Sonia Nazario believes the U.S. can have humane immigration
The author of "Enrique's Journey" says that, if the U.S. wants to see a shift in the number of immigrants coming to the southern border, the world must address what's driving people out of Central America.
Journalist Sonia Nazario had already been awarded a Pulitzer Prize as part of the L.A. Times team coverage of the 1994 Los Angeles earthquake when she decided to follow the trail a Honduran teen took to America to find his mother.
The series of stories detailing "Enrique's Journey" earned Nazario her second Pulitzer for feature writing in 2003. The series would go on to become a bestselling book of the same name.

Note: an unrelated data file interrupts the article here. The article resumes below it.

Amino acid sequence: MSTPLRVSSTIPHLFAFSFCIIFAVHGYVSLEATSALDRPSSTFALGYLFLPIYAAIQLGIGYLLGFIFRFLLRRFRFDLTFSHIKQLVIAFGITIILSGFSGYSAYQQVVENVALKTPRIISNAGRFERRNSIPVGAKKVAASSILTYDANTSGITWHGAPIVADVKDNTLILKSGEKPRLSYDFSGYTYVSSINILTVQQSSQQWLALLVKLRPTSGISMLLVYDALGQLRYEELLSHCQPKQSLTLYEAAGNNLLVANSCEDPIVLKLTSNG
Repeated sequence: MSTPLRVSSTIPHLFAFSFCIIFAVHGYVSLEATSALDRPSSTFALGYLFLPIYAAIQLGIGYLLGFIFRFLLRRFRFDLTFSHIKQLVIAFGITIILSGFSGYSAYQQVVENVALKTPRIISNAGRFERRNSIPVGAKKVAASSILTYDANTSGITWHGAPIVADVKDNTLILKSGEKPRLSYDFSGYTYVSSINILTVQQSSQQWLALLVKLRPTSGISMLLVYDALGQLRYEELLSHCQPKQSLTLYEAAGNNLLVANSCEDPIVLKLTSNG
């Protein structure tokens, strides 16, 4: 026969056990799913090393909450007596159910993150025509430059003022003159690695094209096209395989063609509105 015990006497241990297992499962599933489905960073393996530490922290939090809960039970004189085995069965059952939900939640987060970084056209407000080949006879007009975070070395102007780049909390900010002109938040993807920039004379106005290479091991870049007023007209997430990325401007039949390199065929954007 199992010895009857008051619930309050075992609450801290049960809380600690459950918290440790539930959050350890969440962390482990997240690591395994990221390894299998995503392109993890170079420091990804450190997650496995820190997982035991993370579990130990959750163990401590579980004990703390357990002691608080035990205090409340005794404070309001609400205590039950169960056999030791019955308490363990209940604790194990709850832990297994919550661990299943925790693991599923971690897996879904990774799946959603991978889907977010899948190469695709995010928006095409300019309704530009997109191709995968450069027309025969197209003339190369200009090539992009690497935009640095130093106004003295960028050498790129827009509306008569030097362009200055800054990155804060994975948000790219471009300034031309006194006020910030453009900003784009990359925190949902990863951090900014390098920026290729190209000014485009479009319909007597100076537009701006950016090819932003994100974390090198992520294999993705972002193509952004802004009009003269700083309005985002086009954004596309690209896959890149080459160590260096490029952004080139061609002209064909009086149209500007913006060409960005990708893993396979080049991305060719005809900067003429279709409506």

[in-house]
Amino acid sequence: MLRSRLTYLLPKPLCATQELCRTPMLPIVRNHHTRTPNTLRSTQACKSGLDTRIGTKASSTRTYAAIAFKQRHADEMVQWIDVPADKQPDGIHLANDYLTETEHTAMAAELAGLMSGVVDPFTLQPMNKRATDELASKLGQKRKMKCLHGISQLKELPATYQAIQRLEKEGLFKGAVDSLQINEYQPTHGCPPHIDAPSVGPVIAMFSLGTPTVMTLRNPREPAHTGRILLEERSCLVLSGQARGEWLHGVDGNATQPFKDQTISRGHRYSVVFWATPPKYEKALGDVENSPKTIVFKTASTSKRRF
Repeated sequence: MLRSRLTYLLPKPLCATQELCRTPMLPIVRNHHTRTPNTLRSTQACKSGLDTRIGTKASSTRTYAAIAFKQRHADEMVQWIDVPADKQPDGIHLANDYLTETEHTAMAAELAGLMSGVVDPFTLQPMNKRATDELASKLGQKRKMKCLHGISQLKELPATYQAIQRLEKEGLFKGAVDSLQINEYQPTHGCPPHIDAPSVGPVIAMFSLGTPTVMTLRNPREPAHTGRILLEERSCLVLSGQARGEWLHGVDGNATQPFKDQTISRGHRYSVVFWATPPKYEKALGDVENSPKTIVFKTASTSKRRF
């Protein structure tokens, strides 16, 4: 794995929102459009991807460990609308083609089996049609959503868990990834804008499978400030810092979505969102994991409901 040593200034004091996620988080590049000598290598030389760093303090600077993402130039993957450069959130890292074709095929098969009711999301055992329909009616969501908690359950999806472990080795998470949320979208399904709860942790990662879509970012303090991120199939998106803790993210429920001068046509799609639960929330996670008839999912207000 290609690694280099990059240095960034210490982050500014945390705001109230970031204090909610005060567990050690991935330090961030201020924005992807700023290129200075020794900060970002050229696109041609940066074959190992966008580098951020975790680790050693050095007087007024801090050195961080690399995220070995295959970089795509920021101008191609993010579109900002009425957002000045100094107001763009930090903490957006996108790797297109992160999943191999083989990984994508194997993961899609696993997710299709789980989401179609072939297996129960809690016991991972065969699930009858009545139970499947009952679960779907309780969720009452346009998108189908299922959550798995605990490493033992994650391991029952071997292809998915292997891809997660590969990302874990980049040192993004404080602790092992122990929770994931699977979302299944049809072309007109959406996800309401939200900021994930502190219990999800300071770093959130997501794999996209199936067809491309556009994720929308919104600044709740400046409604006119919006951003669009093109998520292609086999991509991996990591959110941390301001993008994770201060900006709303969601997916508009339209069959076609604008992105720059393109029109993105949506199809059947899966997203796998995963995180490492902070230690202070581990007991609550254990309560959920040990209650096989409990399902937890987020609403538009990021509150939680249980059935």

Nazario has continued to cover immigration as an opinion writer for The New York Times. She also works on recruiting attorneys to provide pro bono representation to unaccompanied minors seeking asylum in the U.S.
"Today, still, more than half of these kids go before a judge with no legal representation," says Nazario, who points out these children are facing a government lawyer as well. "In the United States of America, a child should not be asked to do this."